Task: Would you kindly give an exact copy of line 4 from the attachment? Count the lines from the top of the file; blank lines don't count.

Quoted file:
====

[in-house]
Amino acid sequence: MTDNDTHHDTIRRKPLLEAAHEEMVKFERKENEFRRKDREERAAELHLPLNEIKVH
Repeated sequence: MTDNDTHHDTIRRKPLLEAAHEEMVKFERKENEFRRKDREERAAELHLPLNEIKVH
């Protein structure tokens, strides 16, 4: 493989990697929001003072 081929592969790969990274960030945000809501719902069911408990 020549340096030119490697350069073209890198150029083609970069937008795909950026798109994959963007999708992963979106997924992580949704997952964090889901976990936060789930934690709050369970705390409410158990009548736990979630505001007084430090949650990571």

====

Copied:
């Protein structure tokens, strides 16, 4: 493989990697929001003072 081929592969790969990274960030945000809501719902069911408990 020549340096030119490697350069073209890198150029083609970069937008795909950026798109994959963007999708992963979106997924992580949704997952964090889901976990936060789930934690709050369970705390409410158990009548736990979630505001007084430090949650990571």